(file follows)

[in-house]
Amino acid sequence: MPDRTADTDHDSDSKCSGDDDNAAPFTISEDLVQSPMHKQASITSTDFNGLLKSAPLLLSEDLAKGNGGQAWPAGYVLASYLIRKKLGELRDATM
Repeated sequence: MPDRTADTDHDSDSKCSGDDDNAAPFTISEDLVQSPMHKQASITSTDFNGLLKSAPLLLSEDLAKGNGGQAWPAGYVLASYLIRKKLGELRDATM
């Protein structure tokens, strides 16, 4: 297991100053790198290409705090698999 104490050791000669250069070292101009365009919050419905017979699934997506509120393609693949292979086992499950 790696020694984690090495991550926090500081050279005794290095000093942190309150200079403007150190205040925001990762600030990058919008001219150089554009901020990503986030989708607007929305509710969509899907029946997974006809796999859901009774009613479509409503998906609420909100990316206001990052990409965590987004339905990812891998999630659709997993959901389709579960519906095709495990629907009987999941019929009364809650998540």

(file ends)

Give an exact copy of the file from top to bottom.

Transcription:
[in-house]
Amino acid sequence: MPDRTADTDHDSDSKCSGDDDNAAPFTISEDLVQSPMHKQASITSTDFNGLLKSAPLLLSEDLAKGNGGQAWPAGYVLASYLIRKKLGELRDATM
Repeated sequence: MPDRTADTDHDSDSKCSGDDDNAAPFTISEDLVQSPMHKQASITSTDFNGLLKSAPLLLSEDLAKGNGGQAWPAGYVLASYLIRKKLGELRDATM
């Protein structure tokens, strides 16, 4: 297991100053790198290409705090698999 104490050791000669250069070292101009365009919050419905017979699934997506509120393609693949292979086992499950 790696020694984690090495991550926090500081050279005794290095000093942190309150200079403007150190205040925001990762600030990058919008001219150089554009901020990503986030989708607007929305509710969509899907029946997974006809796999859901009774009613479509409503998906609420909100990316206001990052990409965590987004339905990812891998999630659709997993959901389709579960519906095709495990629907009987999941019929009364809650998540």